METHODOLOGICAL AND SUBSTANTIVE DEVELOPMENT IN CATHOLIC MEDICAL ETHICS: A CRITICAL STUDY OF THE WORK OF BERNARD HARING
Roman Catholic medical ethics has not escaped the critique of manualist moral theology nor the influence of revisionist methodologies of the post-Vatican II era. These have impacted upon both methodology and moral evaluation of specific issues, effecting something of a re-orientation in Catholic medical moral.^ Bernard Haring, well-known for his achievements in the renewal of moral theology, has been part of this re-orientation. He has, in recent years, devoted several articles and two major works to the subject--Medical Ethics and Ethics of Manipulation--as well as sections of his recent Free and Faithful in Christ. These works are among the first by a Roman Catholic moral theologian to reflect a broader understanding of the discipline, a revisionist methodology, and an attempt to provide a comprehensive approach that addresses, from a theological perspective, some foundational questions prior to an assessment of concrete problems.^ In this study, the author examines Haring's bioethics, in the large context of his general moral theology, in order to demonstrate the methodological and substantive development which his work represents vis-a-vis that of the American medical moralists writing in the manualist tradition, and to assess the possible contributions it has made toward the re-doing of Catholic medical ethics.^ Considered, in five chapters, are the structural components of Haring's bioethics, scriptural usage and content, theory of natural law, normative ethical theory, and application of his methodology to substantive issues, all in contrast to the medical moral textbooks.^ Haring's bioethics is found to constitute a significant methodological and, in some areas, substantive, departure from the textbooks, and to contribute important emphases in the on-going revision of Catholic medical morality, namely, a broader conceptualization of the discipline and a biblical, theological, personalist, historically conscious and character-centered approach. These contributions, however, are tempered by serious shortcomings, in particular, inadequate theoretical development, absence of a clearly articulated and coherent analytical framework, and lack of rigorous analysis and argumentation. While Haring's biomedical ethics is important, it is also of the same pioneering and transitional nature as his general moral theology.^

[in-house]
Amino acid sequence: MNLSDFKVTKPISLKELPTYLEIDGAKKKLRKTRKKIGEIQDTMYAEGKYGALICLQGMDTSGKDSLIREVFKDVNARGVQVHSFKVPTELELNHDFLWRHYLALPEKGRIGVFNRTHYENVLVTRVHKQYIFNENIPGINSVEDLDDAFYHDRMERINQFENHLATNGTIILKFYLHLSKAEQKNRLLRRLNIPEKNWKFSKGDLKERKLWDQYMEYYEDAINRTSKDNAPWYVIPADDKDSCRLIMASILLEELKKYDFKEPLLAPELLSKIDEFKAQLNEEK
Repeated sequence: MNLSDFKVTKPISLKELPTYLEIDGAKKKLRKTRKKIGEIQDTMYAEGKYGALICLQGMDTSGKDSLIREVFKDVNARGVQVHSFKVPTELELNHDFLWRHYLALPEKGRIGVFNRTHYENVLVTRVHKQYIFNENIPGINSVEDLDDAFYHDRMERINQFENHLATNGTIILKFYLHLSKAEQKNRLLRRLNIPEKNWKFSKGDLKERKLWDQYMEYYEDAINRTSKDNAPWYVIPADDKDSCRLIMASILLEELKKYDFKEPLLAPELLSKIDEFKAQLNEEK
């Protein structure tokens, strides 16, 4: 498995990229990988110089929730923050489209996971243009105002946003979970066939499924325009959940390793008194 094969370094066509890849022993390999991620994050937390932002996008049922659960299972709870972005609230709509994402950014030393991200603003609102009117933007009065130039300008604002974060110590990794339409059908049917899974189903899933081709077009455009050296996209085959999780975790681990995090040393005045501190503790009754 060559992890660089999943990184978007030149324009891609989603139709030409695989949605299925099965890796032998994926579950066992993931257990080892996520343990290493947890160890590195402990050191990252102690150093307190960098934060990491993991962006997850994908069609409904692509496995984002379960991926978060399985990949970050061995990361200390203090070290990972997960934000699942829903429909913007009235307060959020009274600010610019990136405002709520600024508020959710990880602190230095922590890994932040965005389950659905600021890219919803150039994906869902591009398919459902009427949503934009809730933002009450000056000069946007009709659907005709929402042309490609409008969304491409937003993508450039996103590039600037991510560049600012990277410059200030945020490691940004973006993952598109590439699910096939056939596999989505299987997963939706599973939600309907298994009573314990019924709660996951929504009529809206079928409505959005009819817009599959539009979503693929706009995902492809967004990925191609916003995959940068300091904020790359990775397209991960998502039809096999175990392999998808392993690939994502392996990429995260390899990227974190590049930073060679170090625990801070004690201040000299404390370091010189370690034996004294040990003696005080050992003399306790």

RONALD PHILIP HAMEL,
"METHODOLOGICAL AND SUBSTANTIVE DEVELOPMENT IN CATHOLIC MEDICAL ETHICS: A CRITICAL STUDY OF THE WORK OF BERNARD HARING"
(January 1, 1982).
ETD Collection for Fordham University.